I was mildly surprised when I received this Fred Talbot card from Don. I've read Jim Bouton's Ball Four cover-to-cover twice, and I always pictured Talbot as being a more hirsute, gruff-looking kind of guy. You know, someone along the lines of Paul Shuey or Sparky Lyle. It hadn't even occurred to me that mustaches were verboten in baseball until Charlie Finley's 1970s A's. Sometimes your own perceptions run wild, you know?
-Despite being born in Washington, D.C., Fred was fortunate enough not to be signed by the Senators. Instead, the White Sox inked him to his first pro contract in 1958.
-His second big-league win came sixteen days later and was a bit more impressive. He manuevered his way around ten Boston baserunners to whitewash the Red Sox, 2-0.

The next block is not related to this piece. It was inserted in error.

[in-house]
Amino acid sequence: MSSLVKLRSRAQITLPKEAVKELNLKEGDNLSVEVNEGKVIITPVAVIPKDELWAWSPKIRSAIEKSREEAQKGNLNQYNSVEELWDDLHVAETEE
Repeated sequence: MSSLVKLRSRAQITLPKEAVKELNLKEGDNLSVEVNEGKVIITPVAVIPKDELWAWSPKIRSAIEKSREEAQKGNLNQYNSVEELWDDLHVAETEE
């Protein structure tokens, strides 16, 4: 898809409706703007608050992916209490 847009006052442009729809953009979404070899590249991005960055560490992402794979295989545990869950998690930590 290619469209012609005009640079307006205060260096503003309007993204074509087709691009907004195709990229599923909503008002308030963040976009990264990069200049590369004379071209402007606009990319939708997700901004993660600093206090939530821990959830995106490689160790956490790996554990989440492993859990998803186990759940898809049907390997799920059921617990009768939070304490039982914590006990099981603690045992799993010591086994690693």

-Tied with Rollie Sheldon for the A's team lead with 10 wins in 1965. At 59-103, the club was beyond lousy. Hawk Harrelson (66 RBI) was their leading run producer.
-Had a small part in an American-League-record-tying 29-inning doubleheader on August 29, 1967. The Red Sox won the first game in the standard nine, beating the host Yankees 2-1. In the bottom of the 20th inning of the nightcap, John Kennedy singled with one out and took second when Jim Bouton (more on him later) was hit by a pitch. Talbot pinch-ran for Bouton but was not needed for long; the next batter was Horace Clarke, who singled home Kennedy with the winning run!
-Hit two home runs while with the Pilots, doubling his career total. One of those Seattle longballs was a grand slam that won $27,000 for Mr. Donald Dubois of Gladstone, OR courtesy of the Pilots' Home Run for the Money promotion. This laid the groundwork for the aforementioned prank, in which Bouton sent a phony telegram from "Dubois" offering Talbot $5,000 of the prize as a sign of gratitude.
-Left baseball in 1970 with a lifetime record of 38-56 and went into construction. He's been retired since 1996 and lives in Falls Church, VA. I've been there. It's an unremarkable place, but they've got a Long John Silver's. Mmm.